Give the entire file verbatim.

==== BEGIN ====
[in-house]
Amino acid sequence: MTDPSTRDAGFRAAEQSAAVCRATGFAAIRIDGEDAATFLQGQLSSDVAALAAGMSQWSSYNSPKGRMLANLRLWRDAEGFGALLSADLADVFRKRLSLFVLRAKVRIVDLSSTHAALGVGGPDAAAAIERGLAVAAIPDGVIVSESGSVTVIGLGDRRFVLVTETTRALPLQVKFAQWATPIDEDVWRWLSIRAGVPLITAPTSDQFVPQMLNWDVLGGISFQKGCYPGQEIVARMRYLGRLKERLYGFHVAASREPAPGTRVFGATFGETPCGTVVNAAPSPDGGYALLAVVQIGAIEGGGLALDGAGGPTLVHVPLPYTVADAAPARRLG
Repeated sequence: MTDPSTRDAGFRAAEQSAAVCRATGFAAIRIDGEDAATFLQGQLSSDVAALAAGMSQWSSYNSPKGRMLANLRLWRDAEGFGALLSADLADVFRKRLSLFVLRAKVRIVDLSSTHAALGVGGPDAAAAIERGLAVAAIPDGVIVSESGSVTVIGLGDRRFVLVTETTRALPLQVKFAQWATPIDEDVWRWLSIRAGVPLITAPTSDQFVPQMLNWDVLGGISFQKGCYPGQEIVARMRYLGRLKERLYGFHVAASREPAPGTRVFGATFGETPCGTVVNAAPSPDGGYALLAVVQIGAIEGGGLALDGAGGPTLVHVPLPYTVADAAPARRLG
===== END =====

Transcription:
[in-house]
Amino acid sequence: MTDPSTRDAGFRAAEQSAAVCRATGFAAIRIDGEDAATFLQGQLSSDVAALAAGMSQWSSYNSPKGRMLANLRLWRDAEGFGALLSADLADVFRKRLSLFVLRAKVRIVDLSSTHAALGVGGPDAAAAIERGLAVAAIPDGVIVSESGSVTVIGLGDRRFVLVTETTRALPLQVKFAQWATPIDEDVWRWLSIRAGVPLITAPTSDQFVPQMLNWDVLGGISFQKGCYPGQEIVARMRYLGRLKERLYGFHVAASREPAPGTRVFGATFGETPCGTVVNAAPSPDGGYALLAVVQIGAIEGGGLALDGAGGPTLVHVPLPYTVADAAPARRLG
Repeated sequence: MTDPSTRDAGFRAAEQSAAVCRATGFAAIRIDGEDAATFLQGQLSSDVAALAAGMSQWSSYNSPKGRMLANLRLWRDAEGFGALLSADLADVFRKRLSLFVLRAKVRIVDLSSTHAALGVGGPDAAAAIERGLAVAAIPDGVIVSESGSVTVIGLGDRRFVLVTETTRALPLQVKFAQWATPIDEDVWRWLSIRAGVPLITAPTSDQFVPQMLNWDVLGGISFQKGCYPGQEIVARMRYLGRLKERLYGFHVAASREPAPGTRVFGATFGETPCGTVVNAAPSPDGGYALLAVVQIGAIEGGGLALDGAGGPTLVHVPLPYTVADAAPARRLG